The curbstones, as well as the new side wall built by Barter, are then secured in place by hand to blend with the surface of the trail, stabilze the trail’s surface and protect it from erosion.
Resurfacing with “Rockefeller mix” helps protect Ocean Path
Barter said the new surface on the path will be graded with a blue ledge stone from Ellsworth and then topped with “Rockefeller mix,” a fine gravel mixed with pink-colored native stones and named after John D. Rockefeller Jr., one of the park’s founders. The mix was also used in the rehab of Seaside Path from Jordan Pond to Seal Harbor.
The new tread improves drainage and removes roots and other hazards on the historic hiking path in Acadia. Unlike most other trails in Acadia, people frequently cut on and off Ocean Path to get to their cars on the adjacent Park Loop Road or to the shore, Barter explained.
As they have done on other trails to protect fragile plants and lichen, Barter said the crew will install ropes in some spots on Ocean Path. Openings will exist in appropriate areas for people to reach the oceanfront.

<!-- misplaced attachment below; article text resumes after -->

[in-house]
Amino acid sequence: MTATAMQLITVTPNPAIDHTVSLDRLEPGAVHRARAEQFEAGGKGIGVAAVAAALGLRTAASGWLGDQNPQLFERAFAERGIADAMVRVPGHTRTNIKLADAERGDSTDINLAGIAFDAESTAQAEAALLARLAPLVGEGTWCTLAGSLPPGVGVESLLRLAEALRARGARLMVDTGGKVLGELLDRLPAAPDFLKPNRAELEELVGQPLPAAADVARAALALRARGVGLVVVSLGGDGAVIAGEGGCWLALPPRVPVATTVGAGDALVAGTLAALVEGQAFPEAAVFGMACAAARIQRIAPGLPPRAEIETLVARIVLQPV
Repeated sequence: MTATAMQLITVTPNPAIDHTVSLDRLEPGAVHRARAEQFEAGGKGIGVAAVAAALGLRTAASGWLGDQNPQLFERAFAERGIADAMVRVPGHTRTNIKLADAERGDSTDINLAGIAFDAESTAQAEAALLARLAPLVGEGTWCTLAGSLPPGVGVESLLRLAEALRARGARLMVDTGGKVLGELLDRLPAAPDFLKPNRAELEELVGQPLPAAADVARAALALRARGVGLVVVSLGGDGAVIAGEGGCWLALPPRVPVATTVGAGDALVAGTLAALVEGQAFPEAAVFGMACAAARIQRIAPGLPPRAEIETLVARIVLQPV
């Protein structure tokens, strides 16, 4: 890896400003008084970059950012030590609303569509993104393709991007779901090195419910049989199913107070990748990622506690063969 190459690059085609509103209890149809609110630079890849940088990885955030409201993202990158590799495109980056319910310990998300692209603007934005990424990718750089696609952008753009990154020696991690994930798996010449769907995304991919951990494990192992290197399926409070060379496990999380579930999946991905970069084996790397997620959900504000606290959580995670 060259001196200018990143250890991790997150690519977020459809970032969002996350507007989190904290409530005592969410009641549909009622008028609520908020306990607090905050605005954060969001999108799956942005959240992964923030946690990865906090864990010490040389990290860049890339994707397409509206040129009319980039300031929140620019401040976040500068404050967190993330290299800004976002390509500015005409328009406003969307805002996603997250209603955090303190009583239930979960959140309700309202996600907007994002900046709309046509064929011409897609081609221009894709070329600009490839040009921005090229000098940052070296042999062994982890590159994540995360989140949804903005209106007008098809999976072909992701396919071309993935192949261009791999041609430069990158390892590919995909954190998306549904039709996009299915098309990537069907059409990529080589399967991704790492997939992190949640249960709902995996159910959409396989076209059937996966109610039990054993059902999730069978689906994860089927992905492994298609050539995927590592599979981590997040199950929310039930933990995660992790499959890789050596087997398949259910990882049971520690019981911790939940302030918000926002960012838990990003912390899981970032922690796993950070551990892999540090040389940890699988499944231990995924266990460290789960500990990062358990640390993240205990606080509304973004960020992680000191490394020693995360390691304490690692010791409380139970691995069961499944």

The 2.2-mile-long Ocean Path goes from the top of the stairs at Sand Beach to Otter Point. The path first existed in 1874 and it was rebuilt by the Civilian Conservation Corps between 1933 and 1937.
The crew studied historical photographs of the work by the CCC to help guide the Ocean Path project.
Great Head Trail among other work set for rehab in 2022
Once they finish a section of Ocean Path in April, the crew will begin work on other projects including a number of other historic trails.
Plans call for resurfacing a more inland section of the Great Head Trail that follows the old driveway for the Satterlee estate on the peninsula. The estate was built on beautiful land that JP Morgan gave to his daughter as a wedding gift in the early 1900s and was donated in 1949 by a granddaughter to Acadia National Park.